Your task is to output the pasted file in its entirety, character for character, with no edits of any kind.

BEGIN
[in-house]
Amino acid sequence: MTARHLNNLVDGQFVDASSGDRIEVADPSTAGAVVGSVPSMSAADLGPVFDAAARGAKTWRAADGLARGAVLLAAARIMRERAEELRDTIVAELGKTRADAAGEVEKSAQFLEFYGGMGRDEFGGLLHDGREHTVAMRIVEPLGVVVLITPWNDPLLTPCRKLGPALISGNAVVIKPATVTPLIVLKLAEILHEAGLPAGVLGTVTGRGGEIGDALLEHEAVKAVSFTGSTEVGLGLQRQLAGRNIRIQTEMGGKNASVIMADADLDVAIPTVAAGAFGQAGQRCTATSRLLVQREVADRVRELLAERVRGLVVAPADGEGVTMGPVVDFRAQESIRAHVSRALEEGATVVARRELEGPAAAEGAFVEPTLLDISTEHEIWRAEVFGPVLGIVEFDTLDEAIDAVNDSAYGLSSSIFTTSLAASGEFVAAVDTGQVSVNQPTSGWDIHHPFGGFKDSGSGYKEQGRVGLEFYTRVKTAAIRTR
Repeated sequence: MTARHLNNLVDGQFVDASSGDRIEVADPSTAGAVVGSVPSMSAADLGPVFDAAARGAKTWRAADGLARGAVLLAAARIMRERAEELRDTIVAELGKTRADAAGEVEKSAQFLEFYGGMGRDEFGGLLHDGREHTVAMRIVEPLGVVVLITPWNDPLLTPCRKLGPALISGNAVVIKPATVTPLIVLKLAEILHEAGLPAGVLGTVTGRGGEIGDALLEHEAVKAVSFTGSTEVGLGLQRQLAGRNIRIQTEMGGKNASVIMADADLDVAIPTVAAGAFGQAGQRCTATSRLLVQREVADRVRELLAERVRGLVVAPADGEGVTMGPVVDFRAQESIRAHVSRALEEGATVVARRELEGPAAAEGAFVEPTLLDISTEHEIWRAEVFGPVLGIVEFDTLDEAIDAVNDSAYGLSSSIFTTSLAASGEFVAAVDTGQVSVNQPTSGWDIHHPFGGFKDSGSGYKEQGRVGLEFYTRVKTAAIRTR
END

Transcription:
[in-house]
Amino acid sequence: MTARHLNNLVDGQFVDASSGDRIEVADPSTAGAVVGSVPSMSAADLGPVFDAAARGAKTWRAADGLARGAVLLAAARIMRERAEELRDTIVAELGKTRADAAGEVEKSAQFLEFYGGMGRDEFGGLLHDGREHTVAMRIVEPLGVVVLITPWNDPLLTPCRKLGPALISGNAVVIKPATVTPLIVLKLAEILHEAGLPAGVLGTVTGRGGEIGDALLEHEAVKAVSFTGSTEVGLGLQRQLAGRNIRIQTEMGGKNASVIMADADLDVAIPTVAAGAFGQAGQRCTATSRLLVQREVADRVRELLAERVRGLVVAPADGEGVTMGPVVDFRAQESIRAHVSRALEEGATVVARRELEGPAAAEGAFVEPTLLDISTEHEIWRAEVFGPVLGIVEFDTLDEAIDAVNDSAYGLSSSIFTTSLAASGEFVAAVDTGQVSVNQPTSGWDIHHPFGGFKDSGSGYKEQGRVGLEFYTRVKTAAIRTR
Repeated sequence: MTARHLNNLVDGQFVDASSGDRIEVADPSTAGAVVGSVPSMSAADLGPVFDAAARGAKTWRAADGLARGAVLLAAARIMRERAEELRDTIVAELGKTRADAAGEVEKSAQFLEFYGGMGRDEFGGLLHDGREHTVAMRIVEPLGVVVLITPWNDPLLTPCRKLGPALISGNAVVIKPATVTPLIVLKLAEILHEAGLPAGVLGTVTGRGGEIGDALLEHEAVKAVSFTGSTEVGLGLQRQLAGRNIRIQTEMGGKNASVIMADADLDVAIPTVAAGAFGQAGQRCTATSRLLVQREVADRVRELLAERVRGLVVAPADGEGVTMGPVVDFRAQESIRAHVSRALEEGATVVARRELEGPAAAEGAFVEPTLLDISTEHEIWRAEVFGPVLGIVEFDTLDEAIDAVNDSAYGLSSSIFTTSLAASGEFVAAVDTGQVSVNQPTSGWDIHHPFGGFKDSGSGYKEQGRVGLEFYTRVKTAAIRTR